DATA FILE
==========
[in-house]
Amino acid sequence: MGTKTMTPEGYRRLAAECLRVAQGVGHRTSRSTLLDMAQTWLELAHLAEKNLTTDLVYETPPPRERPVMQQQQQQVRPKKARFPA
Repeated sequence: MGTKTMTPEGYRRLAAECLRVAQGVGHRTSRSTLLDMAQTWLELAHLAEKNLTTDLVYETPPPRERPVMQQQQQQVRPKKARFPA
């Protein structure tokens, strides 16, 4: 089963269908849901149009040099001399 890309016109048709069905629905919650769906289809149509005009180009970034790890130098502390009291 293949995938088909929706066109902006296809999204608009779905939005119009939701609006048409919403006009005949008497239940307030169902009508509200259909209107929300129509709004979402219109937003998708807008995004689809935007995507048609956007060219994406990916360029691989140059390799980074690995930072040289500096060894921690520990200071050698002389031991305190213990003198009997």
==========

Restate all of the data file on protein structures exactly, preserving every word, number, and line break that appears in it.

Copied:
[in-house]
Amino acid sequence: MGTKTMTPEGYRRLAAECLRVAQGVGHRTSRSTLLDMAQTWLELAHLAEKNLTTDLVYETPPPRERPVMQQQQQQVRPKKARFPA
Repeated sequence: MGTKTMTPEGYRRLAAECLRVAQGVGHRTSRSTLLDMAQTWLELAHLAEKNLTTDLVYETPPPRERPVMQQQQQQVRPKKARFPA
């Protein structure tokens, strides 16, 4: 089963269908849901149009040099001399 890309016109048709069905629905919650769906289809149509005009180009970034790890130098502390009291 293949995938088909929706066109902006296809999204608009779905939005119009939701609006048409919403006009005949008497239940307030169902009508509200259909209107929300129509709004979402219109937003998708807008995004689809935007995507048609956007060219994406990916360029691989140059390799980074690995930072040289500096060894921690520990200071050698002389031991305190213990003198009997």